Transcripts of the conversations are independently coded by two researchers. Transcripts are analysed using Atlas ti® software, and as themes emerged, they are shared with the research team and the participants, and used to construct networks of meaning. This reflexive process is intended to further engage participants in identifying emerging personal and community issues related to instructional design by bringing the personal and community problems of practice into self awareness, leading to social action. In this way, narrative inquiry involves the "politics of identity construction and ongoing identity maintenance", where the lived experiences of instructional designers can "be used as the sites wherein and whereby we interrogate the social world theoretically and critically" (Goodson, 1995, p. 4).
In some ways, making a critical difference demands subversion of the dominant discourse; in these stories subversion is a positive, generative power. We have chosen these stories for this paper because they are imbued with the personal, moral strength key to a particular design ethics in practice. Each is a story of agency, yet they reveal what we think are somewhat different and complementary agencies, played out at different levels of personal, institutional, and societal engagement. Laura's agency is experienced and enacted at the level of the personal - agency in a web of personal relationships - that we have described as agency for social change. David's agency is less embedded in the personal and appears more externally directed: we speculate that this relates to agency for social justice. As our research progresses we are curious about how these two agencies develop and interact in the sociopolitical contexts of higher education. And we are curious about the agentic zones of designers and the faculty with whom they work.
Laughing, she noted the family "theory of getting kids tired out by running a lot," and related her "philosophy of teaching stems a lot from their philosophy of raising me." A key event in shaping her worldview occurred when she was in high school and she observed a friend's encounter with racism: her struggles drove Laura to "look at human rights and to reexamine my own prejudices in life and that really drove me into the area of human rights (in graduate work)." With an emphasis on spiritual and physical well being as a way of coping, the same friend influenced Laura as a designer. While wanting to shape active, social, holistic and equitable learning environments, Laura is at the same time deeply conflicted about the "critical social issues surrounding the use of technology." Laura partially attributes the development of her identity as a critical instructional designer to a graduate supervisor who would engage in debates with her "about the socially constructed nature of technology and the inability to develop a technology based learning environment that didn't have a cultural bias."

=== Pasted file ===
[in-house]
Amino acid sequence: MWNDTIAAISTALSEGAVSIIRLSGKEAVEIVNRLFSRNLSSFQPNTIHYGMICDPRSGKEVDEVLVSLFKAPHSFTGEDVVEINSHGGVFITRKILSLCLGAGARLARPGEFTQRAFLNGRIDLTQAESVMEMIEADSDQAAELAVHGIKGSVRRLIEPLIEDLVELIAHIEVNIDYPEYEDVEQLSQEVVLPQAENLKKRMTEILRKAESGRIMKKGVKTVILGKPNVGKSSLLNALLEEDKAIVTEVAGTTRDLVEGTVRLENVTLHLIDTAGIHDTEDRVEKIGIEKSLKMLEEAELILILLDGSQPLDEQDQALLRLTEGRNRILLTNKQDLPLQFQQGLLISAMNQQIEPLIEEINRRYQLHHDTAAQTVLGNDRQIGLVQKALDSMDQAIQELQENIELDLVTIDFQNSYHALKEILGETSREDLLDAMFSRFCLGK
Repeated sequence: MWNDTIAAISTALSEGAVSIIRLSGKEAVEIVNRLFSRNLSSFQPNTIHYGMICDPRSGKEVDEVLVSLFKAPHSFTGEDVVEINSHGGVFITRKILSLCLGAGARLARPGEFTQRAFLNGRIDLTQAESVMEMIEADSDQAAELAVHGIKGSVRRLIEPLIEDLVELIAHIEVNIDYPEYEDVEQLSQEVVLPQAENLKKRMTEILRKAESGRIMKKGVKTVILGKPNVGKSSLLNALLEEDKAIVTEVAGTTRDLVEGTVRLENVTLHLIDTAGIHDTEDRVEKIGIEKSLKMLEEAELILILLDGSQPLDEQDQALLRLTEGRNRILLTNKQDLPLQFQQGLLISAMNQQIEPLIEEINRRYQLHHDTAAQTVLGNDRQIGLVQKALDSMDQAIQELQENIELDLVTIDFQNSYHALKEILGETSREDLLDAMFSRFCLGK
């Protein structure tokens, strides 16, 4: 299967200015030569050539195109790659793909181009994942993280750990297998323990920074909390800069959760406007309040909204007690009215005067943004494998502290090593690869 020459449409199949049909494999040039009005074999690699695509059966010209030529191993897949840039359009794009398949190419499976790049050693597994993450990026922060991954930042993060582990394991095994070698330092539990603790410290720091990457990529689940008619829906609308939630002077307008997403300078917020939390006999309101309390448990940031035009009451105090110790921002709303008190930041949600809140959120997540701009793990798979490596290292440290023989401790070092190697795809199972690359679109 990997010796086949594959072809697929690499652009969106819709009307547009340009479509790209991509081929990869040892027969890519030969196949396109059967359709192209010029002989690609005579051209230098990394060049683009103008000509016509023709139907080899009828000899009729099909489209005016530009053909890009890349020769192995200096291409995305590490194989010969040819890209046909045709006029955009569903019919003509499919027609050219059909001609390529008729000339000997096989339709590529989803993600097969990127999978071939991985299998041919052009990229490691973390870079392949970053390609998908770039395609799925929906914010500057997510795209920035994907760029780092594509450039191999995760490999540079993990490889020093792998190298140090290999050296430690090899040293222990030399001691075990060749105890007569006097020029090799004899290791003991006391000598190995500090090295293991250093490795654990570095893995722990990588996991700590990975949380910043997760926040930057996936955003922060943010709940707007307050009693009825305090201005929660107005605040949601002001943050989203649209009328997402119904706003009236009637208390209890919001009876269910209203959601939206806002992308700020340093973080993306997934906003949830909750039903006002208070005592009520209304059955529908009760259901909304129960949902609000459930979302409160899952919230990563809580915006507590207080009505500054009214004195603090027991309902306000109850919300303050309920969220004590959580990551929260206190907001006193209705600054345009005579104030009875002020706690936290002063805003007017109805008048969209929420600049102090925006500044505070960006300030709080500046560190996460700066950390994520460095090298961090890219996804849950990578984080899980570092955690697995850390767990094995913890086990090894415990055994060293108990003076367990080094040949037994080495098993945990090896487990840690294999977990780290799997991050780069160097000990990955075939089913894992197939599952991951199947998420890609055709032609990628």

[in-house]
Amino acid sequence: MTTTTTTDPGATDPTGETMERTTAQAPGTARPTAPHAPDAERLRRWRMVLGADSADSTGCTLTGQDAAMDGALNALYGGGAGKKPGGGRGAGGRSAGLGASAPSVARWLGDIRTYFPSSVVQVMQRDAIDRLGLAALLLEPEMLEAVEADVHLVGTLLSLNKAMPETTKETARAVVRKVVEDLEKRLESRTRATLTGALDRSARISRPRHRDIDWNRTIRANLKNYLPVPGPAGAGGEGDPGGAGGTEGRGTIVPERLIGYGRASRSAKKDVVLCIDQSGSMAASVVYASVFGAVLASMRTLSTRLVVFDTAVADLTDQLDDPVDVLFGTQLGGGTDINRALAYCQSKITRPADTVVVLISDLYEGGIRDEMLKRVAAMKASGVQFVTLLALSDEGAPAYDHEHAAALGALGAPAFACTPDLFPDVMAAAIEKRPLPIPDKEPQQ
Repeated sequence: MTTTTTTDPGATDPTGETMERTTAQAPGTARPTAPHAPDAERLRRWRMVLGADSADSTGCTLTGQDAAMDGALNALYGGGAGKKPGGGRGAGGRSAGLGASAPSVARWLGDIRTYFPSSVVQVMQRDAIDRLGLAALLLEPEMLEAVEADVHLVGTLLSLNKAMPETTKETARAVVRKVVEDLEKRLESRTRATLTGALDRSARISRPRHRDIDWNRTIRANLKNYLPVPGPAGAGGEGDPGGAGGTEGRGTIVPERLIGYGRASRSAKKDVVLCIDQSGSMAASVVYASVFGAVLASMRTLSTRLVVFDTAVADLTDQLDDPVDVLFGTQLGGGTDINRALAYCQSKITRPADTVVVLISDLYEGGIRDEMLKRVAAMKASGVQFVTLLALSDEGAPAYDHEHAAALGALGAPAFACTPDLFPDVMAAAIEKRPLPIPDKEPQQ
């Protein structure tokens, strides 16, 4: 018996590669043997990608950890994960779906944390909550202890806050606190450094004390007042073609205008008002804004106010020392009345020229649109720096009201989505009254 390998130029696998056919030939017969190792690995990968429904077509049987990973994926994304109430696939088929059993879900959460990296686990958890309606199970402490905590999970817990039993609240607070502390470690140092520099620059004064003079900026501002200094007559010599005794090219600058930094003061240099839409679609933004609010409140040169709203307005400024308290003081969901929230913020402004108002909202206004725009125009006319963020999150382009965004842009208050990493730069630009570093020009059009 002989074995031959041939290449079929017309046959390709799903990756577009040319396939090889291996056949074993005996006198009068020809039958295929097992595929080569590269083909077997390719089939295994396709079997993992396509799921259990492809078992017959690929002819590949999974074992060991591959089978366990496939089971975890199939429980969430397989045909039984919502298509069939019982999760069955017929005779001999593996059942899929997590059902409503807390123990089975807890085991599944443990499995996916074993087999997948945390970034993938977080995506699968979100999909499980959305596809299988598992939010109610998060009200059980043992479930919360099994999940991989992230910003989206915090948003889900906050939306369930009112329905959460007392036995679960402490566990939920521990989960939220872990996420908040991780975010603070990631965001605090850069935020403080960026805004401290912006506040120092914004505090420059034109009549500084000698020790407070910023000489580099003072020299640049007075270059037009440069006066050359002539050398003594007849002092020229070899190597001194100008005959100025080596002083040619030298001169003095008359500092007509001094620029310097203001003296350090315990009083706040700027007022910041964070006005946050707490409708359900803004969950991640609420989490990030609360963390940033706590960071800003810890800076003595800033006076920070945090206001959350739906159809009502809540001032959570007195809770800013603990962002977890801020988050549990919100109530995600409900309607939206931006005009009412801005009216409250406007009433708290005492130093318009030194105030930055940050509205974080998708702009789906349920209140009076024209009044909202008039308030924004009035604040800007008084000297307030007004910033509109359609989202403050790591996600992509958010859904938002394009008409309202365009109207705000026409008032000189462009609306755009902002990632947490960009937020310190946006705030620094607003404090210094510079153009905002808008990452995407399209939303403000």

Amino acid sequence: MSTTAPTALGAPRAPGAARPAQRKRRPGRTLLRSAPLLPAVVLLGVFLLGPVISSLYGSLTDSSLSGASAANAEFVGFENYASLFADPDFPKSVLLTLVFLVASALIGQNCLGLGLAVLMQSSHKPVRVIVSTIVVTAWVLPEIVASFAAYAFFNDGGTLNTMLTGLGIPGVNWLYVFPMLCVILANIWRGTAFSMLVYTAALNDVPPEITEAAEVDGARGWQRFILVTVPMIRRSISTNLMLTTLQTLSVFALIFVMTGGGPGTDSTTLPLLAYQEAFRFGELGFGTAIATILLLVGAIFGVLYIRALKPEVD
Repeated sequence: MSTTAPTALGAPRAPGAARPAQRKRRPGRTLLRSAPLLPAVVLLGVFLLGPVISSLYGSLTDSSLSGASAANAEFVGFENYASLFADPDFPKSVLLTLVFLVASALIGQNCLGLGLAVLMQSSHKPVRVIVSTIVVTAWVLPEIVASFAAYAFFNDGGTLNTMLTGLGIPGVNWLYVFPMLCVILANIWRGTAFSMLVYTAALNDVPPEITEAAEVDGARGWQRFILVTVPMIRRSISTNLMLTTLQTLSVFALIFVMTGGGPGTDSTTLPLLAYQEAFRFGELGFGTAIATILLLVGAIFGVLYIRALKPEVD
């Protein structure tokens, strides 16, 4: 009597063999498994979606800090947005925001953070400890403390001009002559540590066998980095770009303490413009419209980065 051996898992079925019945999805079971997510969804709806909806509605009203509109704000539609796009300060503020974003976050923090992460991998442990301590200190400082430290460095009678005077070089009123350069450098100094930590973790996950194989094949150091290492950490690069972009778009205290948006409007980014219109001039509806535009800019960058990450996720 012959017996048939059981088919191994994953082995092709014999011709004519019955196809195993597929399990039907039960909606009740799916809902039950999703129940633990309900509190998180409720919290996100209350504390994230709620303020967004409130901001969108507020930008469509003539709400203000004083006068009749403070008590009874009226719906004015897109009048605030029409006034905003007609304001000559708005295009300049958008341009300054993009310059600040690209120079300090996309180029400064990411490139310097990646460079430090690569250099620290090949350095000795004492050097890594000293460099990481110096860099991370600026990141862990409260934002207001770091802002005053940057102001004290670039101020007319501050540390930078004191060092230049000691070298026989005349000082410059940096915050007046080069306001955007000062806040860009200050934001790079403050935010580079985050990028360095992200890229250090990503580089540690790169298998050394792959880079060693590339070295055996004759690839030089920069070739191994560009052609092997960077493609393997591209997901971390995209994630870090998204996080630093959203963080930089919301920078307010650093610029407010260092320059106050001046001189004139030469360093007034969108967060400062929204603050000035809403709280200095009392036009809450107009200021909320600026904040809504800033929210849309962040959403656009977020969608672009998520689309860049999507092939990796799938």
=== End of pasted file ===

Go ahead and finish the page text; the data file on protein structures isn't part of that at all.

Her values were challenged in a job developing materials for a company that delivered expensive training to hard to employ populations of young, single mothers, aboriginals, and new Canadians, "this was very lucrative process for a company willing to exploit". Appalled at the cost of tuition paid by the clients and the company's lack of integrity, Laura resigned because she "just couldn't support their business practices with my degree." Laura achieves a degree of moral coherence when she is able to work with third world development projects where her commitment to human rights allows her to challenge the assumptions of what she terms "the neoconservative stance" to education. Her design ethic in practice is framed by the notion of conversation communities in which all members are morally accountable.
When we asked Laura to tell us a story of practice embodying her values of holistic learning that is socially responsible, she told one of professional and personal transformation for learners, faculty, and herself in a medical course designed for rural health care practitioners.
The mission of Laura's unit was to support and enhance reflective practice in the development of transformative learning environments. Although many faculty clients would have preferred an arm's length production orientation, the unit took a faculty learning view through active inclusion on a collaborative instructional development team. Dr B. wanted a tool to develop a website; here was an opportunity to involve him in a project to transform the way in which medical professionals learn in their workplaces. Bemused, Dr B. was drawn into designing a case based, interdisciplinary, continuing professional medical education course. The design involved virtual health care teams composed of physicians, nurses, residents, and pharmacists working equitably and collaboratively to resolve end of life care issues with the support of a facilitative group of rural physicians and nurses, a spiritual advisor, a pharmacist, and a sociologist.
Coming from a family associated with the health professions, Laura's pedigree, or her "knowledge of the day to day life of a medical family," helped her establish an "immediate rapport" with Dr B. and an emotional commitment to his success. Since Laura was sensitive to the medical culture of authority, she realised that Dr B. would find it difficult, even risky, to trust her design expertise and accept advice that contradicted his professional enculturation into a moral and intellectual hierarchy with the physician at the head. Laura's design approach involved offering problem based alternatives to the instructor centred, text based presentation of evidence of the medical seminar, talking through the likely outcomes of his instructional ideas and implementing, with empathy, decisions that she knew would not result in successful learning experiences. Laura relates her practice to her goals of social emancipation rooted in the personal values of the community and felt that Dr B's increasing appreciation for instructional design as a valid process was partly grounded in the high value he placed in medical evidence based practice: